Heather Clancy

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Hewlett Packard Enterprise unloads stake in Indian outsourcer. Private equity firm Blackstone Group will pay a reported $1.1 billion for the tech giant's interest in MphasiS. Hewlett-Packard inherited MphasiS eight years ago when it bought Electronic Data Systems to extend the reach of its technology services team. The company wants the money for other acquisitions post-breakup but hasn't hinted about its intentions. (Reuters)

Dell-owned cybersecurity firm could end tech IPO drought. SecureWorks plans an initial public offering sometime in April and could begin its road show next week, reports The Wall Street Journal. Because of the uncertain market, the plan is to sell a relatively small stake that values the company at less than $2 billion. The money could be used for "complementary acquisitions." (Wall Street Journal)

Will HP Inc.'s latest laptop be even thinner than Apple's? That's the early buzz surrounding the PC and printer specialist's new high-end notebook computer line, scheduled for introduction on Tuesday. The standard to beat? Apple's 12-inch MacBook, circa March 2015, measures barely a half-inch at its thickest point. (Wall Street Journal, New York Times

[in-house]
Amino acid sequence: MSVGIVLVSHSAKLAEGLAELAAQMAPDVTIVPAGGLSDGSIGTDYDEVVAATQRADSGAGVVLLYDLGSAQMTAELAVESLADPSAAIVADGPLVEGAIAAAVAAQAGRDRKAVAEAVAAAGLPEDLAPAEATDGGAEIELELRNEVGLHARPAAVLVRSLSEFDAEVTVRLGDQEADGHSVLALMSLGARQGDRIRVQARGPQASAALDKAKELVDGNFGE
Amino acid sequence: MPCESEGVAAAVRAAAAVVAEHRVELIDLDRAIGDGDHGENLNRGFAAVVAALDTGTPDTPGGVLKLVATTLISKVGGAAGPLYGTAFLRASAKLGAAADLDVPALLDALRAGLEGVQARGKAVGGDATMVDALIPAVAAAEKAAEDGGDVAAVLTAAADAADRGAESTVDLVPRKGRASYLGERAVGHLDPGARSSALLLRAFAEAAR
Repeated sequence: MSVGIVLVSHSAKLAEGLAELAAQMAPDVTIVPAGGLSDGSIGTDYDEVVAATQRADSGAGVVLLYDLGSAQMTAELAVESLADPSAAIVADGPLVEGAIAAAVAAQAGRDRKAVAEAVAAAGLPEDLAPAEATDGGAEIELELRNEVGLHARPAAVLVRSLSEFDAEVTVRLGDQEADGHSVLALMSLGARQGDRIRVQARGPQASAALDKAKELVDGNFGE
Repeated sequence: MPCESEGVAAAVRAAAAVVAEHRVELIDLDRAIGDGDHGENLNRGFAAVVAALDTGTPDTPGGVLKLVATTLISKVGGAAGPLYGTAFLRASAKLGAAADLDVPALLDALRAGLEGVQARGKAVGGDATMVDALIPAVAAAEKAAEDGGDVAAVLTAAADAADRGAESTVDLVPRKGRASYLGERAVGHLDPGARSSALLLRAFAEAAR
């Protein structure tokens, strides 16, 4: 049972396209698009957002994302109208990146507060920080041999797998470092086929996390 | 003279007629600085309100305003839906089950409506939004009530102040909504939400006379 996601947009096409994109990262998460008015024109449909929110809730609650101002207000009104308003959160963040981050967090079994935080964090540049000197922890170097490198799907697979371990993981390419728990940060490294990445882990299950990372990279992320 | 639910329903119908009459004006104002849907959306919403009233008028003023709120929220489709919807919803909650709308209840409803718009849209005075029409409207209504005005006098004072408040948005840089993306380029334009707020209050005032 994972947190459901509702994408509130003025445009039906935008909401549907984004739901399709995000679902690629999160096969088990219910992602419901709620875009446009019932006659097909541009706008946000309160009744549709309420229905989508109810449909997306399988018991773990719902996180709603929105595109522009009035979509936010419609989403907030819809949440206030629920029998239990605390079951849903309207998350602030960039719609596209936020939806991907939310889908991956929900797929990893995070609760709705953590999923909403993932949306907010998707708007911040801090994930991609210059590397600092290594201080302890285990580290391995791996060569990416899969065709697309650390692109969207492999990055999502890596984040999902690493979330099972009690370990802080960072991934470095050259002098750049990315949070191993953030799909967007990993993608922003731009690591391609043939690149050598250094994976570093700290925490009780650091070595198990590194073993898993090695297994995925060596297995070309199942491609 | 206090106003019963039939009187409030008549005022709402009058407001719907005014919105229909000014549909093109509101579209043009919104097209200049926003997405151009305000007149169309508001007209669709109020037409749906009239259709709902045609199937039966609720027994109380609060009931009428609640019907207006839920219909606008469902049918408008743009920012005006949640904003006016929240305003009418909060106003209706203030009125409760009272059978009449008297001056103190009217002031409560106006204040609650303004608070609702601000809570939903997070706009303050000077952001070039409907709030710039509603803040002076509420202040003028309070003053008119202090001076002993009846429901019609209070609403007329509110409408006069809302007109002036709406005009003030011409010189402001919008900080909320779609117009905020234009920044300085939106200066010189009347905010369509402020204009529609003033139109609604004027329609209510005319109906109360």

Parts shortage delays Oculus Rift shipments. Many people who preordered Facebook's much-anticipated virtual reality headset may have to wait until next week for their deliveries. The company blamed an "unexpected component shortage," which is odd considering the months it had to plan for the launch. (Fortune)